30,000 runners start wet, windy Boston Marathon

About 30,000 runners braved freezing and torrential rain and wind on the race between Hopkinton to Copley Square for the 2018 Boston Marathon.

Yuki Kawauchi from Japan won the men's Boston Marathon with an unofficial time of 2 hours, 15 minutes and 58 seconds.

He's the first Japanese man to win the Boston Marathon since 1987, according to The Associated Press, beating

Geoffrey Kirui, of Kenya, to win his first Abbott World Marathon major title.

Desiree Linden is the first American woman to win the Boston Marathon since 1985, the AP reported.

Linden is a two-time Olympian and 2011 Boston runner-up. She ran the slowest time for a woman's winner since 1978 with a time of 2 hours, 39 minutes, 54 seconds, the AP reported.

Tatyana McFadden won the women's wheelchair race and her fifth Boston Marathon, while Marcel Hug took home his fourth consecutive Boston Marathon win in the male wheelchair division.

The cold weather was a big problem for some runners at the marathon. The marathon’s medical director told Boston 25 news that hundreds of people suffered from hypothermia and cold-weather related issues.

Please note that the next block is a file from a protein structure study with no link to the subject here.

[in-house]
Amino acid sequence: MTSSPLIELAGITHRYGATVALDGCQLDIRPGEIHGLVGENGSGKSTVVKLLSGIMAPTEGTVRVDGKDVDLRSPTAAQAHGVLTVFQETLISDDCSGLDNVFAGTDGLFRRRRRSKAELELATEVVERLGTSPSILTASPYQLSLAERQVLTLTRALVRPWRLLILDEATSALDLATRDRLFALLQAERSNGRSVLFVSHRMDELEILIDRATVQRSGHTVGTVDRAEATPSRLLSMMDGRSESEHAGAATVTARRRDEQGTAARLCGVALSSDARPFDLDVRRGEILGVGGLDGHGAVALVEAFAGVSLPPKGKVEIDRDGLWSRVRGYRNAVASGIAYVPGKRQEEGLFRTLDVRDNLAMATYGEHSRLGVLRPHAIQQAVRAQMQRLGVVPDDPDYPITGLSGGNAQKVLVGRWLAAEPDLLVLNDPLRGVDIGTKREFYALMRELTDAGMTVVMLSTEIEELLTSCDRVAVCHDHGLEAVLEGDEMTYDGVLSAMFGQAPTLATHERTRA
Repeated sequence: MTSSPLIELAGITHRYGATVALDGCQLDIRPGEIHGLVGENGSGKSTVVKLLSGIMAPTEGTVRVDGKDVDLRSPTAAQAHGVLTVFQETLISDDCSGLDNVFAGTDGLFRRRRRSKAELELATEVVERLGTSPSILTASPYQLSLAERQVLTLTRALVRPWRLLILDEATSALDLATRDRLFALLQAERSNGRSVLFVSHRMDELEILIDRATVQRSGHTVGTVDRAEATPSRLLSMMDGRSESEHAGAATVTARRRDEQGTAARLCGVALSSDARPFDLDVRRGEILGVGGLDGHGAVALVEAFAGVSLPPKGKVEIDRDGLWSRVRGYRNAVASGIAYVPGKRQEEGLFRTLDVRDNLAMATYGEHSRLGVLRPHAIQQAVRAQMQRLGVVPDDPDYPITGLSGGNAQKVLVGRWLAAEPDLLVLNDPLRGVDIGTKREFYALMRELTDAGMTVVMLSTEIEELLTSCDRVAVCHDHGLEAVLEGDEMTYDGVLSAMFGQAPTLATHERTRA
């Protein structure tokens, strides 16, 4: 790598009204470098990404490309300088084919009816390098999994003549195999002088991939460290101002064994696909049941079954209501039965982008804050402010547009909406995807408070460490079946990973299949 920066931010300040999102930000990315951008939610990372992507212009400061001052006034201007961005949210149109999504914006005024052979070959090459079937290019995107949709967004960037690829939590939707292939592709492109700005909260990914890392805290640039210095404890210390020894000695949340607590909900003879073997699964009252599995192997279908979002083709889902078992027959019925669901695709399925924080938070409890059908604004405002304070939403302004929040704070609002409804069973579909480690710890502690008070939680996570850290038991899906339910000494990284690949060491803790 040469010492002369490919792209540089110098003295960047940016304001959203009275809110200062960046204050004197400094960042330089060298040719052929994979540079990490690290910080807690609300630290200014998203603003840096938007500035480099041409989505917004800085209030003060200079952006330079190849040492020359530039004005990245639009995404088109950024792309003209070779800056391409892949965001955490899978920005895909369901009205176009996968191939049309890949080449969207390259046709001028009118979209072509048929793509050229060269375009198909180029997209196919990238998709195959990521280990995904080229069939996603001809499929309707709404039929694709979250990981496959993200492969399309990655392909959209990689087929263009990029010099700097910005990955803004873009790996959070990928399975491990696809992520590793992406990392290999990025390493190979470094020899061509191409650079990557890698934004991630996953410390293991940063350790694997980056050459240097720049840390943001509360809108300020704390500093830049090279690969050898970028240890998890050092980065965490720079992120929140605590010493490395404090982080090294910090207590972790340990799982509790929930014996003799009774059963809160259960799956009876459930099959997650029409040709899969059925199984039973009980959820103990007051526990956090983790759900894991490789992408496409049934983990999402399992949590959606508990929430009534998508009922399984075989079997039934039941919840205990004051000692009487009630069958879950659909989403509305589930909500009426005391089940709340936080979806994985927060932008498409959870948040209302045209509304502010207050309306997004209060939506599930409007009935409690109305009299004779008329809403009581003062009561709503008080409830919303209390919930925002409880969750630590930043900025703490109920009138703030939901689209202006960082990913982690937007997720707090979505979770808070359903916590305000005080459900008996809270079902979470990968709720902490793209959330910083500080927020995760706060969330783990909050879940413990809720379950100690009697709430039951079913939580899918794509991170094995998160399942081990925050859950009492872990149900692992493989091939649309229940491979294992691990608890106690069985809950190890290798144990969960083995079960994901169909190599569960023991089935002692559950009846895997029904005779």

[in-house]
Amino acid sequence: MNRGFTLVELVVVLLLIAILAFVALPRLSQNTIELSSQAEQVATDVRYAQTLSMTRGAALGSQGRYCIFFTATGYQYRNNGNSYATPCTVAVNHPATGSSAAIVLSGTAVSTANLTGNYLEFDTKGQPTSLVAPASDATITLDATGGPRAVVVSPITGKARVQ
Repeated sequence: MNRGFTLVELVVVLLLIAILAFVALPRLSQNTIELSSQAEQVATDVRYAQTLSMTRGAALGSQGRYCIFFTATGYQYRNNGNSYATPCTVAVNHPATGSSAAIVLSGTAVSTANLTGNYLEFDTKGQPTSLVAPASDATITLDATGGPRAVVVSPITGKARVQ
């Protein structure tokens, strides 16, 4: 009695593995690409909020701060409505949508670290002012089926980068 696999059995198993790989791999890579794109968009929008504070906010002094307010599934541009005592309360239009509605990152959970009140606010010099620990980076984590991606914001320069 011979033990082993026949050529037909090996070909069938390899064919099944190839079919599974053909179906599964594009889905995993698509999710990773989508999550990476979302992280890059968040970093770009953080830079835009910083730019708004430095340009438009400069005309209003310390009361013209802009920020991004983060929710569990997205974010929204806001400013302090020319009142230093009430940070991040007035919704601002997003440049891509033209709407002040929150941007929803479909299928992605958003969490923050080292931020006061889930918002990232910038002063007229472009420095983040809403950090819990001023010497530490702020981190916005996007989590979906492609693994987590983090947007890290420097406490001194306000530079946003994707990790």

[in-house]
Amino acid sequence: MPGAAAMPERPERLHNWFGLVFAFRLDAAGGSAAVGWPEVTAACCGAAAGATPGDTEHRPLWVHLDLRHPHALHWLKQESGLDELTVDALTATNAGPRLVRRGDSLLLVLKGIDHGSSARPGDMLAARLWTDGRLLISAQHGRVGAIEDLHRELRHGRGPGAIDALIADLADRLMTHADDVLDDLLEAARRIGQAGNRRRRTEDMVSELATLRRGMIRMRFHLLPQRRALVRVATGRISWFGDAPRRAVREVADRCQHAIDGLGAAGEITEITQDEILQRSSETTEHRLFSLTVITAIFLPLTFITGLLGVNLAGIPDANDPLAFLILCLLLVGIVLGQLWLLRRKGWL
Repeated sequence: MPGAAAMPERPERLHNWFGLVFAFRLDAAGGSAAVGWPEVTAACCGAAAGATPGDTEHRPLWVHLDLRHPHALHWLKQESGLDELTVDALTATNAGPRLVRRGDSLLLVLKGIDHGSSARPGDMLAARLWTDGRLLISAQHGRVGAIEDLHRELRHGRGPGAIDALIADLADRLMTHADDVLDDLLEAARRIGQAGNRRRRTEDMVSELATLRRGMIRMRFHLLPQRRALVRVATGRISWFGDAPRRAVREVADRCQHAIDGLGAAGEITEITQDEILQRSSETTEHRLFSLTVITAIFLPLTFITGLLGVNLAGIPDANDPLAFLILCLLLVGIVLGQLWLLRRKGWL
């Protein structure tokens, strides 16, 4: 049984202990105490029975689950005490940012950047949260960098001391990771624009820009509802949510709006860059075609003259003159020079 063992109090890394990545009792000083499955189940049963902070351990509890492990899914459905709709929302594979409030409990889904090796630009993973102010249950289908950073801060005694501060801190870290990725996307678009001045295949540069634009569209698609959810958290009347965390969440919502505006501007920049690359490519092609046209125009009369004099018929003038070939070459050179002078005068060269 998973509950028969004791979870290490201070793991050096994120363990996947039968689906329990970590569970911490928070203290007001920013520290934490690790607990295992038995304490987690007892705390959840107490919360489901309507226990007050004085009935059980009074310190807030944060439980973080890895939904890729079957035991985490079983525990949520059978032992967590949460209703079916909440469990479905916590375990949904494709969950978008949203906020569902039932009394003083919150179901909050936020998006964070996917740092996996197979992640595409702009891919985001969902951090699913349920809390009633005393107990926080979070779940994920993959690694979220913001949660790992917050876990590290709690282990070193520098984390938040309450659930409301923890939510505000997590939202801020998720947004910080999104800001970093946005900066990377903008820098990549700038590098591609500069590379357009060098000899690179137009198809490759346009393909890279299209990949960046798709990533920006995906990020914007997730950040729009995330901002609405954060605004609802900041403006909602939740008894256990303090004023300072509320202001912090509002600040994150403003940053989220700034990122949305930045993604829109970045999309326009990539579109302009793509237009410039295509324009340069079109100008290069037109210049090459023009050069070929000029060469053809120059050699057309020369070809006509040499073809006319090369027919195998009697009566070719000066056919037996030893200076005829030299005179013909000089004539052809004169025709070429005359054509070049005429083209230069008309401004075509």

Weather can be a challenge for runners of the Boston Marathon, according to the AP:

  • Monday had temperatures in the 30s with rain and wind.
  • In 2007, the area had a nor'easter leading up to the race.
  • Five marathons were run in snow; latest in 1967.
  • In 1976 temperatures were so hot that the race was nicknamed "Run for the Hoses." Runner's World reported that temperatures hit mid-90s.
  • In 2012, temperatures hit 89 degrees.
  • In 1905, temperatures topped 100 degrees.
  • In 1939, racers ran in the dark at the start of the marathon thanks to a storm and partial solar eclipse.
  • In 2002, the mist was so thick that helicopters covering the race were grounded.
  • In 2010, flights for runners heading to Boston were grounded because of a volcano in Iceland that was spewing ash into the sky that stopped air traffic in Europe grounded for weeks.

The Associated Press contributed to this report.

Credit: Scott Eisen

Credit: Scott Eisen

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